Blogs, Social Media and the Conference Experience

Despite the title of this blog, writing in it hasn’t become a habit at all. Reading Lucinda Matthews-Jones’ write up of a roundtable on blogging at a recent conference, I began to think about why my blog was so badly neglected. I think it is because I let it become academic work: ‘another thing that needed to be added to the list’, as Lucie puts it.  In thinking that my blog posts had to be profound mini-articles, I felt a bit inhibited. I was reminded of one of my subjects, Frank Forster, and his attempt to make his diary ‘a literary work’ rather than a record of his daily life. This was a decision that he almost immediately reversed, and I’m tempted to do the same.

I’ve realised that one of the best things about blogs is about how they can be part of a wider conversation and that, in my attempt to produce little nuggets of individual introspection, I was perhaps missing the point of the medium. That doesn’t mean I won’t continue to talk about sources and theory here, but it doesn’t have to be the only thing that I address. So today’s post is about the last few conferences I’ve spoken at and the ways in which online interaction has transformed my experience of them.

First was the wonderful Unofficial Histories conference, organised by Fiona Cosson and Ian Gwinn and held at the Bishopsgate Institute in London on May 19th. I wasn’t supposed to be presenting at this conference but stepped in at the last minute to fill a gap left by someone who was unable to give their paper. I would have been attending anyway, but I was glad to give a paper on the diaries of Frank Forster again, after some time away from him. Every talk I attended was very thought-provoking, and highlights for me included Rosa Ainley’s talk on the ‘unauthorised biography’ of a suburban semi-detached house (2 Ennerdale Drive), Hilda Kean on public history, Alison Ronan on anti-war women in Manchester during WW1, and Andrew Flinn on workers’ libraries and archives.

What struck me about this conference was how my experience of it was enhanced by social media, particularly twitter, and blogs. Fiona was very successful at promoting the conference hashtag and several attendees were live-tweeting the conference throughout the day. I find it difficult to concentrate on a conference and tweet at the same time, but it was great to find that, after we got home, several of us started following each other on twitter and the conversation continued. Alongside the private e-mail correspondence and personal conversations was a much more public, if unofficial, record of the conference, such as in these blog posts by Hilda Kean and Rosa Ainley.

This was also true of the Writing Lives symposium organised by Hannah Andrews at the University of Warwick on May 25th. This was an excellent and really inspiring day, and a truly interdisciplinary one, with perspectives from history, literature, film and television, education and many more subjects. I spoke in the afternoon session, which allowed for the traditional post-lunch dip in concentration with short and snappy ten minute presentations. I talked about Frank Forster again, but in a much more personal and reflective vein. This was probably my favourite talk I have given to date, because I felt that I was speaking very honestly about what drives me as a historian and about the real anxieties of ‘using’ past lives for my own ends. The round table discussion that followed was lively and stimulating and, because it was recorded, has gone beyond the conference itself. Like the Unofficial Histories conference, this was live-tweeted – you can see all the tweets in a Storify here – and I was delighted to see, after a long and traumatic train journey, that many other speakers and attendees had followed me on twitter, where the connections and conversation continues …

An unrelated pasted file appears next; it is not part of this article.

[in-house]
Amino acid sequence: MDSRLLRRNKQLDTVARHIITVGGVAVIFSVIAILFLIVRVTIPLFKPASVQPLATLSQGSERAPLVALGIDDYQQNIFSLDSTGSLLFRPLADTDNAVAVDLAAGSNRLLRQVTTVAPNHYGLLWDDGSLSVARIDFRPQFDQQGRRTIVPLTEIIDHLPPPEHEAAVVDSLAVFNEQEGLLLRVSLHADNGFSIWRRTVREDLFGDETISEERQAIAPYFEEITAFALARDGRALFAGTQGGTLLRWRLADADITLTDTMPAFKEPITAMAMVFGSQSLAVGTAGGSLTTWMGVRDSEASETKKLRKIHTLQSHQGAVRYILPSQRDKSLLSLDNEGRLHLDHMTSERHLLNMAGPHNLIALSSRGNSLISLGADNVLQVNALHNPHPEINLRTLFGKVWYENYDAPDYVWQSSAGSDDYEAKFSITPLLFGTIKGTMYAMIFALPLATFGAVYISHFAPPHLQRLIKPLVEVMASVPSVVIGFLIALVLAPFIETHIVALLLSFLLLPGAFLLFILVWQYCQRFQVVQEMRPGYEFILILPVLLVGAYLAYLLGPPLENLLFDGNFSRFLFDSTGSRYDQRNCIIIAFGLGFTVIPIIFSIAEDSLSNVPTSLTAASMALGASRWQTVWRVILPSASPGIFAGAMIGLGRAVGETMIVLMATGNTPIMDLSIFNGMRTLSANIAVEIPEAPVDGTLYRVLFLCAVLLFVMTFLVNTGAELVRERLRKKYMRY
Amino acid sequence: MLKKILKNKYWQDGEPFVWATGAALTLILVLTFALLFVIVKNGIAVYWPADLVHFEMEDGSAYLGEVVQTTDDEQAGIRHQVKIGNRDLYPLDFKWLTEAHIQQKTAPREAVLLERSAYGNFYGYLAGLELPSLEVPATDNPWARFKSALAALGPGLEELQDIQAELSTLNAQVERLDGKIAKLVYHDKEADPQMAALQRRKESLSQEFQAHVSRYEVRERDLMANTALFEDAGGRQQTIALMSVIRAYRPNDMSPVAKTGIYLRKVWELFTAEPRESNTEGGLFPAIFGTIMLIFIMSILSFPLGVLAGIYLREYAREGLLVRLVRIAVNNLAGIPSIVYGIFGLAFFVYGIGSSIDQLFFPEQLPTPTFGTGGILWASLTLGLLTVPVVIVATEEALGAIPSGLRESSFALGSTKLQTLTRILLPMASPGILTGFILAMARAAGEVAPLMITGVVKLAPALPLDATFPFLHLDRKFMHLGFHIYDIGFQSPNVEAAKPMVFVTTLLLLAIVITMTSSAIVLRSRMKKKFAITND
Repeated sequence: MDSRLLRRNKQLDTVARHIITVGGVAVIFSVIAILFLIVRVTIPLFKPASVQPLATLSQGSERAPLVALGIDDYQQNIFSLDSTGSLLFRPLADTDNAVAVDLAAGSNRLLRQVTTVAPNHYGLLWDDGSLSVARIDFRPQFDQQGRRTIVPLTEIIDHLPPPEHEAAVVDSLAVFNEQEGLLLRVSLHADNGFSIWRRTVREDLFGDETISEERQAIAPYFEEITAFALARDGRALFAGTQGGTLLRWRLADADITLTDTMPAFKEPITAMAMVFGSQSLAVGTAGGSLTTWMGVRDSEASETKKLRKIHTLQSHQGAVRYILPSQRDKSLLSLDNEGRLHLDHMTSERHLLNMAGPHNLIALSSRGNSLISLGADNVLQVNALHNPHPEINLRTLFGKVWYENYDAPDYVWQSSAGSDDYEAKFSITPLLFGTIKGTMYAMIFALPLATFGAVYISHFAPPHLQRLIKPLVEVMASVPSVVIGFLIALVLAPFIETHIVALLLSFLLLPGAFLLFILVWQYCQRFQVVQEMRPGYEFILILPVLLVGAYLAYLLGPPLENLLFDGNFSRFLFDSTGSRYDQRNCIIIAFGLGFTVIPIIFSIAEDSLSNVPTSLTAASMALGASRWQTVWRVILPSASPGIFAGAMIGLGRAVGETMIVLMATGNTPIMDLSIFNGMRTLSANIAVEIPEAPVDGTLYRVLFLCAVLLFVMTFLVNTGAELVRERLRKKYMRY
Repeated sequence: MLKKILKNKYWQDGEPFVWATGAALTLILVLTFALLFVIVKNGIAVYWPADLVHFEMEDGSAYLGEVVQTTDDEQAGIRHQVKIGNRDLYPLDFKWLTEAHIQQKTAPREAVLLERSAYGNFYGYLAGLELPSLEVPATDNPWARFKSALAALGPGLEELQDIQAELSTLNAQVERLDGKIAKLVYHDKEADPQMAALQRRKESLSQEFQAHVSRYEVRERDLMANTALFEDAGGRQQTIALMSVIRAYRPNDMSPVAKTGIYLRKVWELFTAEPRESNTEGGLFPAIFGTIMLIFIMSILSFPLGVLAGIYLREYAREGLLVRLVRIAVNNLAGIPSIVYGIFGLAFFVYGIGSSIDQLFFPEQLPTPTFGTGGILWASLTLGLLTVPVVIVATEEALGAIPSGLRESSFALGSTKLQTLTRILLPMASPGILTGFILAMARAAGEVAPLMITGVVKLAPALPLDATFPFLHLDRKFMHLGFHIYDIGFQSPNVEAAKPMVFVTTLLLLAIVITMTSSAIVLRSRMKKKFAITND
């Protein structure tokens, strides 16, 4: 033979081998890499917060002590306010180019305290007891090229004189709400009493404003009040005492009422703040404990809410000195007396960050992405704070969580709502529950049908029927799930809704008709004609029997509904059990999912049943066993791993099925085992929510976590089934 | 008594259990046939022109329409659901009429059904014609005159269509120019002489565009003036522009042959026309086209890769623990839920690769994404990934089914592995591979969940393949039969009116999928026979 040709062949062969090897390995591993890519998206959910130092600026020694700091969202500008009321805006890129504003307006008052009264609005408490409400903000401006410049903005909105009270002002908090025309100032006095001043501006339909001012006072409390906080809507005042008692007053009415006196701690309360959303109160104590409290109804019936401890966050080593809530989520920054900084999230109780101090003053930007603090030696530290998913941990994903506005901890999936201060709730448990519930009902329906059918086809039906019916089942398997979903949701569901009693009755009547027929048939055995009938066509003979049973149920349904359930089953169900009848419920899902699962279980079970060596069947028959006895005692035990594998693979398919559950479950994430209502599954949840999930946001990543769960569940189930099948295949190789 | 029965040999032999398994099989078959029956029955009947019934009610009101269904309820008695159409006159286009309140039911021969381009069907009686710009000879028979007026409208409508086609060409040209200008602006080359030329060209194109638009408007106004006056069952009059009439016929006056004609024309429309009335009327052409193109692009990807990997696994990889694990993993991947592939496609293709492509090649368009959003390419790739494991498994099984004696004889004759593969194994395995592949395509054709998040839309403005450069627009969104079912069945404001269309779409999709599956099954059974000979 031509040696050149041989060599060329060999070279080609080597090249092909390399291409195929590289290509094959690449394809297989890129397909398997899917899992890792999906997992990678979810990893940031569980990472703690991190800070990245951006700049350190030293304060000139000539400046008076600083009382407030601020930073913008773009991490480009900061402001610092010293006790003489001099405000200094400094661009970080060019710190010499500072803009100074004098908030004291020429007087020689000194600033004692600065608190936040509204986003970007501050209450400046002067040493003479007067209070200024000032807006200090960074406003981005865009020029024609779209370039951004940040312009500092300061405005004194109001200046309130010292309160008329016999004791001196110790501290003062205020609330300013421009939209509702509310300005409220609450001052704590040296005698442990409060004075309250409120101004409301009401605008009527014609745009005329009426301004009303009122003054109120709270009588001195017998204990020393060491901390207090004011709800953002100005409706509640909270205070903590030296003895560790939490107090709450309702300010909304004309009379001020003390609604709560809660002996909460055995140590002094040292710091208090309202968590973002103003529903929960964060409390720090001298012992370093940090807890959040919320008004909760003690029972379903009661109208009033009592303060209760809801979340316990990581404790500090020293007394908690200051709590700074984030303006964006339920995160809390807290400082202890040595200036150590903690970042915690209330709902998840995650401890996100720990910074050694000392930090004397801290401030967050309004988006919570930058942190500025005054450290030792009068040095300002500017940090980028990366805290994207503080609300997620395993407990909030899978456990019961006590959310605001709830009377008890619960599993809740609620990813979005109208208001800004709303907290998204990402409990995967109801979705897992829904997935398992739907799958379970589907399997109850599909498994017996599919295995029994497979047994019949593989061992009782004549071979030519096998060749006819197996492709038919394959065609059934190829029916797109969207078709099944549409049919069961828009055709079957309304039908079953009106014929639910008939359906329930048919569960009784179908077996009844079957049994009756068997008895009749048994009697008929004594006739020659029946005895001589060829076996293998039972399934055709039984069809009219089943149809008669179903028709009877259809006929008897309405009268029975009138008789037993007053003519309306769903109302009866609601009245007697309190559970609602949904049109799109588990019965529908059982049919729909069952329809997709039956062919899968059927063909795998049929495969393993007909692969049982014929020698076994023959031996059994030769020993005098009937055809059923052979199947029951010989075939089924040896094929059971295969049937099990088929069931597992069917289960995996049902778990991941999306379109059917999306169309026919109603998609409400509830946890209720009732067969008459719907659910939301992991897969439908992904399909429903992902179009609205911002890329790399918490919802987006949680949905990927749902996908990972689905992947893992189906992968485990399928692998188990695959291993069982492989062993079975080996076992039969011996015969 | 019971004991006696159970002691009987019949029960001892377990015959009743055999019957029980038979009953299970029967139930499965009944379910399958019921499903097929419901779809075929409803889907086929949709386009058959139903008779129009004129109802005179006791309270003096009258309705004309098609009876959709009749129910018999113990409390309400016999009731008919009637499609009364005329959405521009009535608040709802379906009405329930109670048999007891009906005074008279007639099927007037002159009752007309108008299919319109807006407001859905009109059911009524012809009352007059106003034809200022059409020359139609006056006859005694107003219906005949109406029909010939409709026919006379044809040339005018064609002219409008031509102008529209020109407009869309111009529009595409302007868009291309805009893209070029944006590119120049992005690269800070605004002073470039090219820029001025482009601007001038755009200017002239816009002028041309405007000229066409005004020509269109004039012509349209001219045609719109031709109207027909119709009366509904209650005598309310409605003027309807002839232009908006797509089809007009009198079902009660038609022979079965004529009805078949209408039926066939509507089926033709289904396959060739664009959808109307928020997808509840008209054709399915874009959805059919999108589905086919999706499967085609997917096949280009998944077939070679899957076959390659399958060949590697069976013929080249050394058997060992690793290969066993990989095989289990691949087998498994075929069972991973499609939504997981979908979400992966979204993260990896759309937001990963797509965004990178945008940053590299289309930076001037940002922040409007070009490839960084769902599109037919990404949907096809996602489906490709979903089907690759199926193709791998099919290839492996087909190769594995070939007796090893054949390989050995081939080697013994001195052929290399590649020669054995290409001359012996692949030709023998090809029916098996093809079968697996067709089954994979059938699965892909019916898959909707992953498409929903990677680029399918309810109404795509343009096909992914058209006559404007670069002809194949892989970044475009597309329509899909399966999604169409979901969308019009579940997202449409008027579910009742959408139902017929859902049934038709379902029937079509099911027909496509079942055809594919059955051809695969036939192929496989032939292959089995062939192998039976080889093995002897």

Finally, this Saturday, I presented a paper at ‘The Book Through Time’ conference at Merton College, Oxford, organised by the Book History Research Network and the Merton History of the Book Group. This was, perhaps, less technologically ‘wired’ than the other two conferences but, as BHRN days always are, a very friendly and intellectually stimulating day. There are two things in particular that I love about book history conferences. The first is the vast chronological range you tend to see represented, from medieval manuscripts to e-readers. The second is that, invariably, conference organisers make a real effort to build in a practical workshop or visit into the programme. On this occasion, I attended a printing demonstration at Paul Nash’s Bodleian Printing Workshop, currently housed at the Story Museum. I’ve seen letterpress printing demonstrated a number of times, but Paul is incredible at explaining the process in both a learned and accessible way. As Paul stood in front of the compositing cases, I thought of the poor compositors setting Das Kapital, who were simply not fast or accurate enough to satisfy Marx.

Due to other commitments, these are the last conferences that I will be speaking at this summer. But due to the conversations that started or were continued at these conferences –  and that are still being sparked by further discussions on social media and blogs –  it’s been a very fruitful couple of weeks.

I will try to squeeze the odd blog post in somewhere too, but I can’t (and won’t) promise a ‘literary work’.

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